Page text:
right now, $100,000 of VOO is providing your portfolio earnings of less than $5000 per year, or about double what you receive in dividends. we can guess what rate these earnings will grow over the next 5, 10, 25 years, but nobody knows.

the same amount of earnings is generated by only $65,000 of VWO. for whatever reason, the market is valuing that $5000 in emerging market earnings at far less than the same $5000 in SP500 earnings.
+1.

If you tilt value in your portfolio I don’t see how you can ignore international at these valuations.
The US has 2 technology companies that are worth 1 trillion dollars. China has 2 companies that are worth about 500 billion dollars. Europe’s largest technology company (Spotify) is worth about 20 billion dollars.

Why is it that Europe isn’t growing technology companies at the same rate as other parts of the world? Europeans seem to look at technology with a lot of skepticism. Also, Europeans seem to think of entrepreneurs as something like a carpet bagger in the US - adding little value and basically stealing from other people. Contrast this with the US and especially Asia where people think that technology solves problems and entrepreneurs are more celebrated.
Wonderfully anecdotal. Ignores how much amazing technology there is in Europe - as good or better than that in the US in fact (in some areas). Remember Nokia? Once one of the world's largest tech companies. Yes, it fell, but so did an endless rung of US companies-- Wang Labs or Wordperfect Corporation anyone? If you'd been to Estonia, which now has digital identities for its citizens, you would not call Europe "backwards".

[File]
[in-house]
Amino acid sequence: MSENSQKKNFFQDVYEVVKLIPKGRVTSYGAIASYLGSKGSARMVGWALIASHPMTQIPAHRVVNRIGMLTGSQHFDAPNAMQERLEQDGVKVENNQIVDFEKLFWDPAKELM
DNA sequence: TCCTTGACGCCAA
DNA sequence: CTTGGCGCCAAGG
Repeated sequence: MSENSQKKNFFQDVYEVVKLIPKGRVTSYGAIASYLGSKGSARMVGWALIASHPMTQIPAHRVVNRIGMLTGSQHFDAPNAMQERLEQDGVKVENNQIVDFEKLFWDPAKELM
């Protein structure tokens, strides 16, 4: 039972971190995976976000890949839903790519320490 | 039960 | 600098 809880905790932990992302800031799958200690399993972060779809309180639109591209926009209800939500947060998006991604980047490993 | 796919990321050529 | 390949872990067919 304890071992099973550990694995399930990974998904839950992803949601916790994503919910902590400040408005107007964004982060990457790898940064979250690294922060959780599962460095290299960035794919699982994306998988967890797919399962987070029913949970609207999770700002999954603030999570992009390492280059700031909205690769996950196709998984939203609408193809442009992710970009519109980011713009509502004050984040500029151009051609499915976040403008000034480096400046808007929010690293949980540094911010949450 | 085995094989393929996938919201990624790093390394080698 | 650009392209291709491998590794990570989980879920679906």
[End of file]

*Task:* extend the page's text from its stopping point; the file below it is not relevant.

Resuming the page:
The problem is more about entrepreneurial ecosystem.

Also markets are fragmented. Europe is 28 countries. It would have been a lot harder for an Amazon or a Facebook or a Netflix to hit critical mass with 28 languages to deal with. Even the Single Market is only effective in some ways.

If you look at the tech supercos this cycle, they are consumer facing. With the partial exception of Microsoft. Apple Amazon Google Facebook Netflix. US has the biggest consumer market except for China (which has Tencent and Alibaba, the other 2 tech super stocks).

The real thing is that large parts of the USA are not at all innovative. But in tech there is Silicon Valley, and that truly is innovative - it has the ecosystem of Angel investors, VCs, advisers to direct capital at hungry young entrepreneurs. Their profits at IPO get recycled into the next generation of startups. At each level of a business' development there is a deep pool of managers, software engineers etc. to hire in to take the business to the next stage. There are other areas like Boston's Route 128 (?) and probably the Washington DC Beltway, but Silicon Valley's only real rival in innovation seems to be Israel. Perhaps Shenzen Special Economic Region is coming up? Also Bangalore in India.